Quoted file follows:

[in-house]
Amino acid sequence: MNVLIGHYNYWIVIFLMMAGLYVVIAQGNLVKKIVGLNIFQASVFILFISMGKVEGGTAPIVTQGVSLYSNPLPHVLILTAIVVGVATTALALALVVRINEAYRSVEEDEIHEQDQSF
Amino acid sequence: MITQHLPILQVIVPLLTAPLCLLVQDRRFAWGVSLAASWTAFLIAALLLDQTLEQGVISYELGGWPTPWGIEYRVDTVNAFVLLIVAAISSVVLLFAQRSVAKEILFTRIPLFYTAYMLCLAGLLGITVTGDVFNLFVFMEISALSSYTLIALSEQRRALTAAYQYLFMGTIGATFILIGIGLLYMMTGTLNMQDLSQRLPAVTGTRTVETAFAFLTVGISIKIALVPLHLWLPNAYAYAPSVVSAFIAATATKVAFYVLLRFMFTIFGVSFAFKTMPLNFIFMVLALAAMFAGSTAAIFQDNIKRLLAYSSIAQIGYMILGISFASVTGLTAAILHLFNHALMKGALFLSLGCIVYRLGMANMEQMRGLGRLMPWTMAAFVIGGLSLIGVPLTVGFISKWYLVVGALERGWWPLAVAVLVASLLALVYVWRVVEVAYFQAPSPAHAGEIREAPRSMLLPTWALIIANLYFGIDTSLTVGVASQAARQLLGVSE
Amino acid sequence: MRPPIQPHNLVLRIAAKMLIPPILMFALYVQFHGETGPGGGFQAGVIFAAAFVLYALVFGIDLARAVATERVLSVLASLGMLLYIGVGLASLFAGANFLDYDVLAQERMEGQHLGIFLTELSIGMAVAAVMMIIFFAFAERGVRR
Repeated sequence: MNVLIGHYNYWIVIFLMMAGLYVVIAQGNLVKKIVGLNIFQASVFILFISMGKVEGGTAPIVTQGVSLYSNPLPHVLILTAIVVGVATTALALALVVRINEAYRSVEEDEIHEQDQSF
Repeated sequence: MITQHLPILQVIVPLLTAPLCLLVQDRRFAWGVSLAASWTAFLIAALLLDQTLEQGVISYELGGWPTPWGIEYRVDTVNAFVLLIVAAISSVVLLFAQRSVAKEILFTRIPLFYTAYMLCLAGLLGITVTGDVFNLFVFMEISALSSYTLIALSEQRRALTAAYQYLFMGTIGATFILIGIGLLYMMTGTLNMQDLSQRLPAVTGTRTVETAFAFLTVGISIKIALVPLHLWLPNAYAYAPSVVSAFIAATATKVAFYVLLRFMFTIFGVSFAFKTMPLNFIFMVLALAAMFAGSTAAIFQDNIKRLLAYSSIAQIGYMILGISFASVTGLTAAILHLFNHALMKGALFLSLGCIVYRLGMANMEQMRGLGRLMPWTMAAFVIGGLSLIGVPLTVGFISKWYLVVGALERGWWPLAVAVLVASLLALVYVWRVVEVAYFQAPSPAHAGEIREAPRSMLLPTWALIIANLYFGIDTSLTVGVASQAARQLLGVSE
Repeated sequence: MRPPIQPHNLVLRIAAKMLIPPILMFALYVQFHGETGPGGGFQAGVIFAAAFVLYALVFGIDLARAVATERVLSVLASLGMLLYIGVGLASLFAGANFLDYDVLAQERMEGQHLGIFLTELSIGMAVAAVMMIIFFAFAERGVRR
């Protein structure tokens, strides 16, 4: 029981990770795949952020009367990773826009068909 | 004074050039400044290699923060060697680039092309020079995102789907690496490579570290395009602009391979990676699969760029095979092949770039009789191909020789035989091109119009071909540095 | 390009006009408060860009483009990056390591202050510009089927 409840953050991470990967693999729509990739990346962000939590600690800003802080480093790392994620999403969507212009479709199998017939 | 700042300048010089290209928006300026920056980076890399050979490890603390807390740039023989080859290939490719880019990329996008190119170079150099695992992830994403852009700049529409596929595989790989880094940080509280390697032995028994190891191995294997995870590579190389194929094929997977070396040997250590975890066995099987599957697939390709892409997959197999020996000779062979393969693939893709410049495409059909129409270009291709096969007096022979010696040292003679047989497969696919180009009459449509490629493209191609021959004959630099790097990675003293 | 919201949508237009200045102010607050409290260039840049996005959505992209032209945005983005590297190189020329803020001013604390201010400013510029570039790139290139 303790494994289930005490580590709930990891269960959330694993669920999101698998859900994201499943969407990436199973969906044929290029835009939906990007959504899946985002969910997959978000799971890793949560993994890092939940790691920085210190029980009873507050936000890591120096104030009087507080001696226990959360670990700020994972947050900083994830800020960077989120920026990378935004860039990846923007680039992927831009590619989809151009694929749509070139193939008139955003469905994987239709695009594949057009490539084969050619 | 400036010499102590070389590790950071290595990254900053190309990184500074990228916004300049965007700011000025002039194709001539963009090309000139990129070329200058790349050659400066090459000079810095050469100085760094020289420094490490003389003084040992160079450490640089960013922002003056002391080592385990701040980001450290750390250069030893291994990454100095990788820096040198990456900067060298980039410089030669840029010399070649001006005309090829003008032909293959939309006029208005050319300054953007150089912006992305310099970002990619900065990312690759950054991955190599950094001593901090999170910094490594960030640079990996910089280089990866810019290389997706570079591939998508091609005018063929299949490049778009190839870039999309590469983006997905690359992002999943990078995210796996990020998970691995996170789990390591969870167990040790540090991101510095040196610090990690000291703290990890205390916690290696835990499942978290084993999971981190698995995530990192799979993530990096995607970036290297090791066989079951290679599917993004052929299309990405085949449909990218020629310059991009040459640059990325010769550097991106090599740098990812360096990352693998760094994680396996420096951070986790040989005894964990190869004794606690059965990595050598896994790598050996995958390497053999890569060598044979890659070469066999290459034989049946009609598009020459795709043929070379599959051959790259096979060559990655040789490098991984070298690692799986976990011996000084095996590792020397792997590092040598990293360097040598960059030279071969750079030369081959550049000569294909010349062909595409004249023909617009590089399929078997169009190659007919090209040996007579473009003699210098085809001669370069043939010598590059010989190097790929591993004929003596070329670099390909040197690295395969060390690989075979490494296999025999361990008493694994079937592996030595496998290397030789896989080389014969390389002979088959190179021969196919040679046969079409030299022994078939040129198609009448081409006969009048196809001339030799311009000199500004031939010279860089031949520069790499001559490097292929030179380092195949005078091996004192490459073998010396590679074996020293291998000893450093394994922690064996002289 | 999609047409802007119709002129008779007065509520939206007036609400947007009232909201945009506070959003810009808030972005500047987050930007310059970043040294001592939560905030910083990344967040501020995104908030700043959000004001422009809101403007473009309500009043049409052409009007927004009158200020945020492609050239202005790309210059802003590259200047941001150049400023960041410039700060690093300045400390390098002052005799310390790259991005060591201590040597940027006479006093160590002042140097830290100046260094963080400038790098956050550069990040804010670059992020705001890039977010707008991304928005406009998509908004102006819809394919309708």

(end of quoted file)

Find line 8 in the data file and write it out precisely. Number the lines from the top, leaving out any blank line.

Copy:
């Protein structure tokens, strides 16, 4: 029981990770795949952020009367990773826009068909 | 004074050039400044290699923060060697680039092309020079995102789907690496490579570290395009602009391979990676699969760029095979092949770039009789191909020789035989091109119009071909540095 | 390009006009408060860009483009990056390591202050510009089927 409840953050991470990967693999729509990739990346962000939590600690800003802080480093790392994620999403969507212009479709199998017939 | 700042300048010089290209928006300026920056980076890399050979490890603390807390740039023989080859290939490719880019990329996008190119170079150099695992992830994403852009700049529409596929595989790989880094940080509280390697032995028994190891191995294997995870590579190389194929094929997977070396040997250590975890066995099987599957697939390709892409997959197999020996000779062979393969693939893709410049495409059909129409270009291709096969007096022979010696040292003679047989497969696919180009009459449509490629493209191609021959004959630099790097990675003293 | 919201949508237009200045102010607050409290260039840049996005959505992209032209945005983005590297190189020329803020001013604390201010400013510029570039790139290139 303790494994289930005490580590709930990891269960959330694993669920999101698998859900994201499943969407990436199973969906044929290029835009939906990007959504899946985002969910997959978000799971890793949560993994890092939940790691920085210190029980009873507050936000890591120096104030009087507080001696226990959360670990700020994972947050900083994830800020960077989120920026990378935004860039990846923007680039992927831009590619989809151009694929749509070139193939008139955003469905994987239709695009594949057009490539084969050619 | 400036010499102590070389590790950071290595990254900053190309990184500074990228916004300049965007700011000025002039194709001539963009090309000139990129070329200058790349050659400066090459000079810095050469100085760094020289420094490490003389003084040992160079450490640089960013922002003056002391080592385990701040980001450290750390250069030893291994990454100095990788820096040198990456900067060298980039410089030669840029010399070649001006005309090829003008032909293959939309006029208005050319300054953007150089912006992305310099970002990619900065990312690759950054991955190599950094001593901090999170910094490594960030640079990996910089280089990866810019290389997706570079591939998508091609005018063929299949490049778009190839870039999309590469983006997905690359992002999943990078995210796996990020998970691995996170789990390591969870167990040790540090991101510095040196610090990690000291703290990890205390916690290696835990499942978290084993999971981190698995995530990192799979993530990096995607970036290297090791066989079951290679599917993004052929299309990405085949449909990218020629310059991009040459640059990325010769550097991106090599740098990812360096990352693998760094994680396996420096951070986790040989005894964990190869004794606690059965990595050598896994790598050996995958390497053999890569060598044979890659070469066999290459034989049946009609598009020459795709043929070379599959051959790259096979060559990655040789490098991984070298690692799986976990011996000084095996590792020397792997590092040598990293360097040598960059030279071969750079030369081959550049000569294909010349062909595409004249023909617009590089399929078997169009190659007919090209040996007579473009003699210098085809001669370069043939010598590059010989190097790929591993004929003596070329670099390909040197690295395969060390690989075979490494296999025999361990008493694994079937592996030595496998290397030789896989080389014969390389002979088959190179021969196919040679046969079409030299022994078939040129198609009448081409006969009048196809001339030799311009000199500004031939010279860089031949520069790499001559490097292929030179380092195949005078091996004192490459073998010396590679074996020293291998000893450093394994922690064996002289 | 999609047409802007119709002129008779007065509520939206007036609400947007009232909201945009506070959003810009808030972005500047987050930007310059970043040294001592939560905030910083990344967040501020995104908030700043959000004001422009809101403007473009309500009043049409052409009007927004009158200020945020492609050239202005790309210059802003590259200047941001150049400023960041410039700060690093300045400390390098002052005799310390790259991005060591201590040597940027006479006093160590002042140097830290100046260094963080400038790098956050550069990040804010670059992020705001890039977010707008991304928005406009998509908004102006819809394919309708």